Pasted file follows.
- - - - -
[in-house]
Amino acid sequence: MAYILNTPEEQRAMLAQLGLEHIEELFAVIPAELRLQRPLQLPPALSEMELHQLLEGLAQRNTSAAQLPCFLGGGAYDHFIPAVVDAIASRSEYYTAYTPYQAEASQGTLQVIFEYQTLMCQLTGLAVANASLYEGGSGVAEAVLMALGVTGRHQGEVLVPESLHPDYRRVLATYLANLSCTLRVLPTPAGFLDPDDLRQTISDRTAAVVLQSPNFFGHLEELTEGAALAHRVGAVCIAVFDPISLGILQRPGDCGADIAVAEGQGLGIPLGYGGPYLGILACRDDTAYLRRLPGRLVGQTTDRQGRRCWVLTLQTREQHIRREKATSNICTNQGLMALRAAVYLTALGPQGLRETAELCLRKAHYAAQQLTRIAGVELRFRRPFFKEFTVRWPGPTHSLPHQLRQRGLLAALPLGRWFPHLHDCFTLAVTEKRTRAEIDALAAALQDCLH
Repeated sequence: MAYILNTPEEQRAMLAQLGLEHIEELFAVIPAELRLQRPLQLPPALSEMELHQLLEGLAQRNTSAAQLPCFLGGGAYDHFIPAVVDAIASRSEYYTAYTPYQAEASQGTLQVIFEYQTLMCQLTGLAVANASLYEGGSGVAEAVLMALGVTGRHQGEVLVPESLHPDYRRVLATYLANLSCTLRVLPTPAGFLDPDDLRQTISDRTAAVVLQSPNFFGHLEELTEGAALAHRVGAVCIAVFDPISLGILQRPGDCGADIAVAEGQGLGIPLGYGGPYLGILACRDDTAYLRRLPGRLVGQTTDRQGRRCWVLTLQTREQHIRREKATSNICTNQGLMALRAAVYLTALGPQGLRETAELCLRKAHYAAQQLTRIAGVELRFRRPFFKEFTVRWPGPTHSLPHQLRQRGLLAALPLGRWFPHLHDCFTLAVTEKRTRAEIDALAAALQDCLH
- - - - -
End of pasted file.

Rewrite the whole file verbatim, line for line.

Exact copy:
[in-house]
Amino acid sequence: MAYILNTPEEQRAMLAQLGLEHIEELFAVIPAELRLQRPLQLPPALSEMELHQLLEGLAQRNTSAAQLPCFLGGGAYDHFIPAVVDAIASRSEYYTAYTPYQAEASQGTLQVIFEYQTLMCQLTGLAVANASLYEGGSGVAEAVLMALGVTGRHQGEVLVPESLHPDYRRVLATYLANLSCTLRVLPTPAGFLDPDDLRQTISDRTAAVVLQSPNFFGHLEELTEGAALAHRVGAVCIAVFDPISLGILQRPGDCGADIAVAEGQGLGIPLGYGGPYLGILACRDDTAYLRRLPGRLVGQTTDRQGRRCWVLTLQTREQHIRREKATSNICTNQGLMALRAAVYLTALGPQGLRETAELCLRKAHYAAQQLTRIAGVELRFRRPFFKEFTVRWPGPTHSLPHQLRQRGLLAALPLGRWFPHLHDCFTLAVTEKRTRAEIDALAAALQDCLH
Repeated sequence: MAYILNTPEEQRAMLAQLGLEHIEELFAVIPAELRLQRPLQLPPALSEMELHQLLEGLAQRNTSAAQLPCFLGGGAYDHFIPAVVDAIASRSEYYTAYTPYQAEASQGTLQVIFEYQTLMCQLTGLAVANASLYEGGSGVAEAVLMALGVTGRHQGEVLVPESLHPDYRRVLATYLANLSCTLRVLPTPAGFLDPDDLRQTISDRTAAVVLQSPNFFGHLEELTEGAALAHRVGAVCIAVFDPISLGILQRPGDCGADIAVAEGQGLGIPLGYGGPYLGILACRDDTAYLRRLPGRLVGQTTDRQGRRCWVLTLQTREQHIRREKATSNICTNQGLMALRAAVYLTALGPQGLRETAELCLRKAHYAAQQLTRIAGVELRFRRPFFKEFTVRWPGPTHSLPHQLRQRGLLAALPLGRWFPHLHDCFTLAVTEKRTRAEIDALAAALQDCLH